From The Link: Lessons Learned From the SubT Challenge

CMU School of Computer Science

As the countdown started, a boxy robot with four big wheels carrying a host of cameras, sensors, communication equipment, autonomy software and the computing power to make it all work together rolled down a ramp into a dark tunnel. It did not know where it was, what was ahead of it or where it was going. It was there to explore. Over the next hour, more robots followed: wheeled robots, drones and a dog-like quadruped. Team Explorer deployed eight robots for the final round of the Defense Advanced Research Projects Agency (DARPA) Subterranean, or SubT, Challenge -- a three-year competition during which teams from around the world raced to develop robotic systems that could autonomously operate in underground environments like caves, mines or subway stations for search and rescue missions.


Solving Sudoku With AI or Quantum?

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Established in Pittsburgh, Pennsylvania, US -- Towards AI Co. is the world's leading AI and technology publication focused on diversity, equity, and inclusion. We aim to publish unbiased AI and technology-related articles and be an impartial source of information. We have thousands of contributing writers from university professors, researchers, graduate students, industry experts, and enthusiasts. We receive millions of visits per year, have several thousands of followers across social media, and thousands of subscribers. All of our articles are from their respective authors and may not reflect the views of Towards AI Co., its editors, or its other writers.


SCS Ph.D. Students Designed, Taught New Course To Make Computer Science More Welcoming, Inclusive

CMU School of Computer Science

The Computer Science Department's new course focusing on issues of justice, equity, diversity and inclusion in computer science and society got its start when a group of graduate students decided to create the training they wished they had received. And after hundreds of hours of work by 15 Ph.D. students --pilot programs, countless conversations with faculty and students, data gathering, and developing and tweaking course material -- CS-JEDI: Justice, Equity, Diversity and Inclusion is now a required part of the curriculum for incoming Ph.D. students in computer science. It's also being looked at as a model by both other departments in the School of Computer Science and universities elsewhere. The course was created and taught by Abhinav Adduri, Valerie Chen, Judeth Choi, Bailey Flanigan, Paul Göelz, Anson Kahng, Pallavi Koppol, Ananya Joshi, Tabitha Lee, Sara McAllister, Samantha Reig, Ziv Scully, Catalina Vajiac, Alex Wang and Josh Williams -- all doctoral candidates in SCS who represent nearly every department in the school. The team received Carnegie Mellon University's 2022 Graduate Student Service Award and will be honored during the Celebration of Education Award Ceremony on Thursday, April 28.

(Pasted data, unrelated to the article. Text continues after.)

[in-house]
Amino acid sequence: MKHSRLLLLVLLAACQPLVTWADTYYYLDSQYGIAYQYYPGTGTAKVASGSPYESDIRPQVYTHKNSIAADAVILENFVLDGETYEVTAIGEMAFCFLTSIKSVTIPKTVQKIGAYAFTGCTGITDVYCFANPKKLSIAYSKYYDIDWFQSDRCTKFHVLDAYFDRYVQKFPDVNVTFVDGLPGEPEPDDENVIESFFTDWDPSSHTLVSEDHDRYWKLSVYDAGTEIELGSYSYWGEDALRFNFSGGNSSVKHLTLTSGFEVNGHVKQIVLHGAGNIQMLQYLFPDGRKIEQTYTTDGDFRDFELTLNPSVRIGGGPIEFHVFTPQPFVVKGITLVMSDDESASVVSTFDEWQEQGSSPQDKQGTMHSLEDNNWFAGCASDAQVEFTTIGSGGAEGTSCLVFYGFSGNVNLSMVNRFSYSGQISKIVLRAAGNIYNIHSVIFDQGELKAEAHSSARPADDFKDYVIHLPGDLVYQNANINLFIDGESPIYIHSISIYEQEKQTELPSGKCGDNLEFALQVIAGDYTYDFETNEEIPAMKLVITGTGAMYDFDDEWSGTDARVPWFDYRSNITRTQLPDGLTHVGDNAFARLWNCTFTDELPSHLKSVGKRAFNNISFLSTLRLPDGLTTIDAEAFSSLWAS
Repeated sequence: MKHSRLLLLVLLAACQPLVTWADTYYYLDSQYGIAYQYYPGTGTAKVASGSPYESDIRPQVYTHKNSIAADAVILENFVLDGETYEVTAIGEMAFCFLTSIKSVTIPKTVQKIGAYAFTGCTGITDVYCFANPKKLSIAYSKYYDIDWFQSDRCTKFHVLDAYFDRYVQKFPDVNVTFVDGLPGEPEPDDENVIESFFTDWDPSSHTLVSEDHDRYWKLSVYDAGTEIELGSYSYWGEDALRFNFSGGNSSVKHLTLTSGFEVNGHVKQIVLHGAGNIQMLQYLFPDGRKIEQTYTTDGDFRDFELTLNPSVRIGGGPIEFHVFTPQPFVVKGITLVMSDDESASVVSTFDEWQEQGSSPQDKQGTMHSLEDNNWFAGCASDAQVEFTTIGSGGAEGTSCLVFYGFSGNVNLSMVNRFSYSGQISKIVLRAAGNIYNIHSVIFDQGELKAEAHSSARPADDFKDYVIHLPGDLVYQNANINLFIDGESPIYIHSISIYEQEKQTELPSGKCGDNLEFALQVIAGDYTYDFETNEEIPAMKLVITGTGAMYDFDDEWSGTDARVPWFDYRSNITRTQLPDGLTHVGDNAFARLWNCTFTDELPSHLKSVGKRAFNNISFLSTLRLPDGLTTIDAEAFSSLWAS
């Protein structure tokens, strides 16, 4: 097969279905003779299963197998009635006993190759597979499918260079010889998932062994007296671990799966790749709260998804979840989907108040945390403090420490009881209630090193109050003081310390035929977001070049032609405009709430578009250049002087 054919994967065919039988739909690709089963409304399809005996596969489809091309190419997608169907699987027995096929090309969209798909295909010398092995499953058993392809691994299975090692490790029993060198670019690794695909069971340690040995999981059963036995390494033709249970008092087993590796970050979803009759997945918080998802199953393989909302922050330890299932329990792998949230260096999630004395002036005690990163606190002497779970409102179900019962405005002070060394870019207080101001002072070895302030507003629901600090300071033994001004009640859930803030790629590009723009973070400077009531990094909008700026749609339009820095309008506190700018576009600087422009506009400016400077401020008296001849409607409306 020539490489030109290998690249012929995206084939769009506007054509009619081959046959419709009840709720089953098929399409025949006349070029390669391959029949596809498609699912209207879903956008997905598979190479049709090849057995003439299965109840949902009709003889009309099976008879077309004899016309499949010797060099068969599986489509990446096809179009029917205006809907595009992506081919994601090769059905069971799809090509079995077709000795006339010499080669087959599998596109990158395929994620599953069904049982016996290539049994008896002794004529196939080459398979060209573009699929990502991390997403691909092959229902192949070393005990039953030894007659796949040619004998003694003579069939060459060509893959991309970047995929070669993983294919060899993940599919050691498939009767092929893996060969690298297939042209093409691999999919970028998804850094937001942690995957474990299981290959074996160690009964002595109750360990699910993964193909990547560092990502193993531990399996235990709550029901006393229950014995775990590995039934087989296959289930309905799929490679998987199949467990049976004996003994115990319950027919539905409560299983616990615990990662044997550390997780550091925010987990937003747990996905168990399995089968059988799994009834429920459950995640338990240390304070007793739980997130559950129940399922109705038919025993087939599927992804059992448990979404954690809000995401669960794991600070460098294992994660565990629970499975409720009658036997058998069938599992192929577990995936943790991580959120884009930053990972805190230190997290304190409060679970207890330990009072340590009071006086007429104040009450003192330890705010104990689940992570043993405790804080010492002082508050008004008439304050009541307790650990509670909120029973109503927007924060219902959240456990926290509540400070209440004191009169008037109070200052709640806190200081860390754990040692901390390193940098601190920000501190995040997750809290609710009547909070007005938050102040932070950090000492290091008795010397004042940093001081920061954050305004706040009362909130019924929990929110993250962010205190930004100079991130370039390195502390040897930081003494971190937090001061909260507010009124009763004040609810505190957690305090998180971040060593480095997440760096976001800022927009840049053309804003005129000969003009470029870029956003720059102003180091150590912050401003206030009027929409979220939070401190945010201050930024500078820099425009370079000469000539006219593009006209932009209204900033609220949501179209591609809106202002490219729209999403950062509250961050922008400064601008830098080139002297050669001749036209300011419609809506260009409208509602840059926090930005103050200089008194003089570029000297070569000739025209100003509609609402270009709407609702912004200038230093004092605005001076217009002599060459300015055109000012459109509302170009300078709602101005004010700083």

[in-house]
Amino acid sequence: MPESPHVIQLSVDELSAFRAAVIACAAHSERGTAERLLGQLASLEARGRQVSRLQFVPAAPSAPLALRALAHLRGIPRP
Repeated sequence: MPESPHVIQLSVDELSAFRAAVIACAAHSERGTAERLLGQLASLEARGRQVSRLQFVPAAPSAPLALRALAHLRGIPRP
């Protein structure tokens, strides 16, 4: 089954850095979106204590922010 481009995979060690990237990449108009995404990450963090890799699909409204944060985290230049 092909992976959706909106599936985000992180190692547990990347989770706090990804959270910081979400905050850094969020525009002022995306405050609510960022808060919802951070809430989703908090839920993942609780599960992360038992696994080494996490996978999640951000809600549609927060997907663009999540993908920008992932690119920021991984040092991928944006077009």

The Only Domain AI Can't Crack

#artificialintelligence

Established in Pittsburgh, Pennsylvania, US -- Towards AI Co. is the world's leading AI and technology publication focused on diversity, equity, and inclusion. We aim to publish unbiased AI and technology-related articles and be an impartial source of information. We have thousands of contributing writers from university professors, researchers, graduate students, industry experts, and enthusiasts. We receive millions of visits per year, have several thousands of followers across social media, and thousands of subscribers. All of our articles are from their respective authors and may not reflect the views of Towards AI Co., its editors, or its other writers.


Waibel Elected a Fellow of the International Speech Communication Association

CMU School of Computer Science

Alex Waibel, a professor in Carnegie Mellon University's Language Technologies Institute, has been elected a fellow of the International Speech Communication Association (ISCA). The ISCA recognized Waibel for his pioneering contributions in multilingual and multimodal spoken language processing and translation. Waibel, also faculty at the Karlsruhe Institute of Technology in Germany, has worked on speech and machine translation for decades, developing systems that now can translate speech in real time. Waibel demonstrated the first speech translation systems in the 1990s and 2000s. By 2020, he had developed a system that outperformed humans in recognizing conversational speech on a public benchmark.